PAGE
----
Underexposed EP4 – Oro Valley, AZ

Underexposed is a monthly series dedicated to showcasing trails around North America that fly under the proverbial radar for most riders. PEARL iZUMi athlete Brice Shirbach has seen firsthand what sweat equity can mean among mountain bikers and its impact on the places we call home, and with this series will look to help open eyes and shift our attention to some of the brilliant riding that exists in places both unexpected and unheard of.

Perched 2,000 feet above sea level in the foothills of the Santa Catalina Mountains, Oro Valley is a small suburb of Tucson, Arizona. The Tucson Valley occupies a stretch of what might be one of the American Southwest’s greatest gifts: the Sonoran Desert. The desert stretches across a range of over 100,000 square miles and includes portions of southern California, northern Mexico, and southern Arizona.

Home to one of the planet’s most biologically and geologically diverse desert systems, Tucson and its surrounding communities, in particular, are home to the Sonoran Desert’s most stunning stretches of real estate. Oro Valley lies six miles north of downtown Tucson and has a slightly higher average elevation, perched 2,600 feet above sea level. The Santa Catalina Mountains form a funnel of sorts to the north of town along with the Tortolita Mountains, with the rest of the Tucson Valley opening up to the south. While the Catalinas might garner the most attention for riders visiting the area, it is the more modestly scaled Tortolitas that are the subject of this particular adventure.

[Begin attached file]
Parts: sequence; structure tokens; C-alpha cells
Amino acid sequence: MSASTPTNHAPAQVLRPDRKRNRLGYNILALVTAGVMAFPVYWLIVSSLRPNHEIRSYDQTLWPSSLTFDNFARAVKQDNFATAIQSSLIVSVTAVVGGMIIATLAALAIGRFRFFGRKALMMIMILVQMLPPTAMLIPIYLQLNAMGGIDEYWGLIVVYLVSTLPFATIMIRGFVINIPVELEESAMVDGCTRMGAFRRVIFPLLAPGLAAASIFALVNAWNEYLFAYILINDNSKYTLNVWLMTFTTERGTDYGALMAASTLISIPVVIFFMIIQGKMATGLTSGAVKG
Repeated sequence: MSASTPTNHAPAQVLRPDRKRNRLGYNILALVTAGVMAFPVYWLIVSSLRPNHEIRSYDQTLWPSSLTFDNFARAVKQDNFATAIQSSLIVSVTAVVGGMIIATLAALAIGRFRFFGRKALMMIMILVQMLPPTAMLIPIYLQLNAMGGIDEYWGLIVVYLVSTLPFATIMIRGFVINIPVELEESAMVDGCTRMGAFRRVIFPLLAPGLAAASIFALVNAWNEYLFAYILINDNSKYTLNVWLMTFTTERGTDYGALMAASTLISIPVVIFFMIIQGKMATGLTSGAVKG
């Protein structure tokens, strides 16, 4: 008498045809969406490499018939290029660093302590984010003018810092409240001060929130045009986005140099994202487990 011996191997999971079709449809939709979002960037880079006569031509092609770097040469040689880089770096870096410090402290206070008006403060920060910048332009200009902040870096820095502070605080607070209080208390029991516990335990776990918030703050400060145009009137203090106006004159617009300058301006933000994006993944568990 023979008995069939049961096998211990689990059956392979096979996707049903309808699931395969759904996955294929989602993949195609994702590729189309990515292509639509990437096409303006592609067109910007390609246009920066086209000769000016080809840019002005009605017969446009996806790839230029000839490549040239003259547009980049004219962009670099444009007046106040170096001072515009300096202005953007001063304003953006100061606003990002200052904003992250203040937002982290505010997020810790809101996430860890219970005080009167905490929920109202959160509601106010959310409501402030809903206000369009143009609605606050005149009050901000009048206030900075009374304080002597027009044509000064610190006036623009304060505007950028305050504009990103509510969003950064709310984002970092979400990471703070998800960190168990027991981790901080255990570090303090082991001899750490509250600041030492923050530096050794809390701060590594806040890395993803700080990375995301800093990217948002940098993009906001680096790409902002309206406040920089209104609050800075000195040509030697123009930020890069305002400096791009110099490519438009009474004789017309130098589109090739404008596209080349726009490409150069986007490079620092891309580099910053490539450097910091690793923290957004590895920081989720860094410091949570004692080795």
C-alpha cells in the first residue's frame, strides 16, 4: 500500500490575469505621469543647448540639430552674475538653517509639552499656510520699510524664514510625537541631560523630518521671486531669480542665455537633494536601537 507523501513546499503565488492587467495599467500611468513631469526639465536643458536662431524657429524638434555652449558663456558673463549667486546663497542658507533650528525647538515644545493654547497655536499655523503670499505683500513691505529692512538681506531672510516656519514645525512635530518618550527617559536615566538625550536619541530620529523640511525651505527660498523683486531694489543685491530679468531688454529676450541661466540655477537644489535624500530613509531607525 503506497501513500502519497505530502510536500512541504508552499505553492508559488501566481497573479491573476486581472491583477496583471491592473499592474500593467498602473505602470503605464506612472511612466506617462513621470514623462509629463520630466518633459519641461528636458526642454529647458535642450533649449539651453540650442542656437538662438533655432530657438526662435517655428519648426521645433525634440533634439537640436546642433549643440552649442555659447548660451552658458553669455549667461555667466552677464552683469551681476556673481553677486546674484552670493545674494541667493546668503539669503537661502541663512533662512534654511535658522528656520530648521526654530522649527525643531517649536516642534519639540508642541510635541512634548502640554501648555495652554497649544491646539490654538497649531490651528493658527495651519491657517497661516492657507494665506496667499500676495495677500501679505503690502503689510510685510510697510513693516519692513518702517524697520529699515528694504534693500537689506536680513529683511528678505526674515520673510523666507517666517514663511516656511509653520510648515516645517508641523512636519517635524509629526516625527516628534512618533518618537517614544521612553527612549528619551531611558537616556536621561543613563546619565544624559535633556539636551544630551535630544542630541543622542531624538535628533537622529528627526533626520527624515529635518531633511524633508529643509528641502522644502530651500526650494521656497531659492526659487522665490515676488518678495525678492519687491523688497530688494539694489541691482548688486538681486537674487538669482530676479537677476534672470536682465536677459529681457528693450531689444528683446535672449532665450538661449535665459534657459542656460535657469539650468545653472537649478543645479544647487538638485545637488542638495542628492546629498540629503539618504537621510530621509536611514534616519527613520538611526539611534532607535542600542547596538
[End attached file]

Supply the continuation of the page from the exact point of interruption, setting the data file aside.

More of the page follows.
The Tortolita Trails are an ever-expanding network of trails that are made up of private land easements along with county and state lands that add up to 29 miles of rugged, rocky, and amazing trails that work their way up and over the Cochie, Wild Burro and Ruelas Canyons. There are a handful of ways to navigate this network of trails, but ultimately I think you should try and find yourself descending the Upper Javelina Trail. This mile-long gem offers up stunning views of the venerable Mount Lemmon to the east, as well as the Tucson Mountains and the Sonoran Desert. Do your best to avoid distracted riding, as the terrain is rocky and jagged, with plenty of cacti waiting around virtually every corner to catch you unaware. The trail ends just above the Dove Mountain Golf Resort and is very popular among hikers, so keep your eyes peeled. Fortunately, the line of sight throughout the entire trail is really lengthy, so you should have ample time to adjust your speed accordingly. Nature has done much of the heavy lifting in terms of creating a true all-mountain playground here, but that shouldn’t discount the effort that Pima County and Marana Parks and Recreation have put into these trails.

Tucson and its surrounding communities are home to some of my absolute favorite riding in all of North America, and I’ll admit that 90% of that stems from Mount Lemmon alone. But this is a massive area, and there are plenty of trails that really help to round out the riding experience, and in my estimation, the sprawl of trails across the Tortolitas is well worth a day or two off of the big mountain.

Trailforks.com map of the trails in the Tortolitas area